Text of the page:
Demure yet mildly impish; when Prudence’s eyes “get hot and tingly” at the end, it’s for the best reason of all. (Picture...

PRUDENCE WANTS A PET

A classic theme feels fresh as a squiggling kitten.

Prudence pines for a pet and adopts anything handy. Will a tree branch do? A twig? A tire? Daly’s matter-of-fact text is amusing but never mocking: “Prudence puts out a bowl of water for Branch. So far Branch has not been thirsty.” But “Branch is an outdoor pet…. Branch tripped Dad…. / Dad broke Branch into little bits and put them on the woodpile.” Other endeavors are equally short-lived. Pet Twig “ran away in the rinse cycle”; Prudence “frees” a pet shoe in the junkyard. (Narration toggles between past and present tense.) When “sea buddies” that “come in a package and are dry like Kool-Aid” fail to come alive, it’s the last emotional straw: “Prudence goes to live in the closet for the rest of the day.” Her crushing disappointment touches her parents, who kindly—despite qualms—take the only final step that could satisfy. With a touch of Quentin Blake flavor, King draws his animated figures in black line, washing selected bits in color. Eyes are sometimes dots, sometimes googly (sometimes one of each!). The book’s shape is a horizontal rectangle; adults are too tall for their faces to show, underscoring its orientation firmly in a child's emotions.

Demure yet mildly impish; when Prudence’s eyes “get hot and tingly” at the end, it’s for the best reason of all. (Picture book. 3-6)

Pub Date: June 21, 2011

ISBN: 978-1-59643-468-4

Page Count: 32

Publisher: Neal Porter/Roaring Brook

Review Posted Online: April 18, 2011

Kirkus Reviews Issue: May 1, 2011

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A sweet reminder that it’s easy to weather a storm with the company and kindness of friends.

GOOD NIGHT, LITTLE BLUE TRUCK

Is it a stormy-night scare or a bedtime book? Both!

Little Blue Truck and his good friend Toad are heading home when a storm lets loose. Before long, their familiar, now very nervous barnyard friends (Goat, Hen, Goose, Cow, Duck, and Pig) squeeze into the garage. Blue explains that “clouds bump and tumble in the sky, / but here inside we’re warm and dry, / and all the thirsty plants below / will get a drink to help them grow!” The friends begin to relax. “Duck said, loud as he could quack it, / ‘THUNDER’S JUST A NOISY RACKET!’ ” In the quiet after the storm, the barnyard friends are sleepy, but the garage is not their home. “ ‘Beep!’ said Blue. ‘Just hop inside. / All aboard for the bedtime ride!’ ” Young readers will settle down for their own bedtimes as Blue and Toad drop each friend at home and bid them a good night before returning to the garage and their own beds. “Blue gave one small sleepy ‘Beep.’ / Then Little Blue Truck fell fast asleep.” Joseph’s rich nighttime-blue illustrations (done “in the style of [series co-creator] Jill McElmurry”) highlight the power of the storm and capture the still serenity that follows. Little Blue Truck has been chugging along since 2008, but there seems to be plenty of gas left in the tank.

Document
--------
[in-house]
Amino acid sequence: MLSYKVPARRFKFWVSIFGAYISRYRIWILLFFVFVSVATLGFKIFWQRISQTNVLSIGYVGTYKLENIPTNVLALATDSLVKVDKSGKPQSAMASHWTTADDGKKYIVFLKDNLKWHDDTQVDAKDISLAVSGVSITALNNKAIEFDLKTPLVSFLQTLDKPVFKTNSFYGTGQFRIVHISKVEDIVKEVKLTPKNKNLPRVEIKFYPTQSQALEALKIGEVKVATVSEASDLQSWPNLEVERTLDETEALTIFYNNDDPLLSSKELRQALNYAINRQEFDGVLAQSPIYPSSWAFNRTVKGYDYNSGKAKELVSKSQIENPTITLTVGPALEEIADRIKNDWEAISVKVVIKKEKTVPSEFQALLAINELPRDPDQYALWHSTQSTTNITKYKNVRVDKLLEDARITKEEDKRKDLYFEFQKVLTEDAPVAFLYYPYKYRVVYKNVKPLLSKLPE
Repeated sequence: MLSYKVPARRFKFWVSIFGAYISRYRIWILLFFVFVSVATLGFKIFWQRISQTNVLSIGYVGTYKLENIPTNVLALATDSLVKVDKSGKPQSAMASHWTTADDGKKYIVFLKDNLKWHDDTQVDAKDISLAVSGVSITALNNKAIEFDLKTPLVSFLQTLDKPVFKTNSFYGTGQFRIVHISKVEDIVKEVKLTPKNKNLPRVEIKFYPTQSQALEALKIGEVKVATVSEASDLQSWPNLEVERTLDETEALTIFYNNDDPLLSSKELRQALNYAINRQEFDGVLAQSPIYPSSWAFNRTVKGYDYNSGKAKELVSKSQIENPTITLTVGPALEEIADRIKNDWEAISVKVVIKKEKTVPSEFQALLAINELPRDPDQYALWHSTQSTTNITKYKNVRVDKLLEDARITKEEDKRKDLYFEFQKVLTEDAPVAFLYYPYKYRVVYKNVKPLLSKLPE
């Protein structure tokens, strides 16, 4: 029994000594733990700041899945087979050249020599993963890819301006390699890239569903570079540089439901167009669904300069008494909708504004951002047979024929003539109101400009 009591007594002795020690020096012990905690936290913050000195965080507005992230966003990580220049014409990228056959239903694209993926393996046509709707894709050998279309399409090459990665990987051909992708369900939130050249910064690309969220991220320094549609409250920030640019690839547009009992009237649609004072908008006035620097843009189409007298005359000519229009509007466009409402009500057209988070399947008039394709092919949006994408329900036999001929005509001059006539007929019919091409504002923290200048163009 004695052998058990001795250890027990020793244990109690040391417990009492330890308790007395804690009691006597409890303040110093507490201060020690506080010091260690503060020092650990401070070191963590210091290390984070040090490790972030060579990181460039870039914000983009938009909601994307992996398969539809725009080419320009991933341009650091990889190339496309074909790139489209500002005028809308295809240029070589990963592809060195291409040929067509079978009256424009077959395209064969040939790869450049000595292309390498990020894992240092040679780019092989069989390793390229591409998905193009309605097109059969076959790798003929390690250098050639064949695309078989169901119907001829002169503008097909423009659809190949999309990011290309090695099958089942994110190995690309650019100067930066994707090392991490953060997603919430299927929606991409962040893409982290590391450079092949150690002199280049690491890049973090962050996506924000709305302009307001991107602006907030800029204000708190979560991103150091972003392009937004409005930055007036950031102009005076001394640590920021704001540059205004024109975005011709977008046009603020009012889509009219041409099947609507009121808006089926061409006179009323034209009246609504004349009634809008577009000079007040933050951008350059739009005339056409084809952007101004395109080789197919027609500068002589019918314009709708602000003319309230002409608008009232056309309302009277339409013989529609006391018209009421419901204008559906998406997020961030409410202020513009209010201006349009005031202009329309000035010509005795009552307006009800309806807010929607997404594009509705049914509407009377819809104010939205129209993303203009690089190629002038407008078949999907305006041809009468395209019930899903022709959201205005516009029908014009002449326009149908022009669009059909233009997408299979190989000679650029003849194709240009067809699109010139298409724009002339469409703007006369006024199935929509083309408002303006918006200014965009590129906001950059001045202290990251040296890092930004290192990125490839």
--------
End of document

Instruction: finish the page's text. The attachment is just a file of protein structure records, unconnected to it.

A sweet reminder that it’s easy to weather a storm with the company and kindness of friends. (Picture book. 3-6)

Pub Date: Oct. 22, 2019

ISBN: 978-1-328-85213-7

Page Count: 32

Publisher: HMH Books

Review Posted Online: June 23, 2019

Kirkus Reviews Issue: July 15, 2019

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A sweet, tender and charming experience to read aloud or together.

HEY, DUCK!

A clueless duckling tries to make a new friend.

He is confused by this peculiar-looking duck, who has a long tail, doesn’t waddle and likes to be alone. No matter how explicitly the creature denies he is a duck and announces that he is a cat, the duckling refuses to acknowledge the facts.  When this creature expresses complete lack of interest in playing puddle stomp, the little ducking goes off and plays on his own. But the cat is not without remorse for rejecting an offered friendship. Of course it all ends happily, with the two new friends enjoying each other’s company. Bramsen employs brief sentences and the simplest of rhymes to tell this slight tale. The two heroes are meticulously drawn with endearing, expressive faces and body language, and their feathers and fur appear textured and touchable. Even the detailed tree bark and grass seem three-dimensional. There are single- and double-page spreads, panels surrounded by white space and circular and oval frames, all in a variety of eye-pleasing juxtapositions. While the initial appeal is solidly visual, young readers will get the gentle message that friendship is not something to take for granted but is to be embraced with open arms—or paws and webbed feet.

A sweet, tender and charming experience to read aloud or together. (Picture book. 3-6)

Pub Date: Jan. 22, 2013

ISBN: 978-0-375-86990-7

Page Count: 40

Publisher: Random House

Review Posted Online: Nov. 14, 2012

Kirkus Reviews Issue: Dec. 1, 2012

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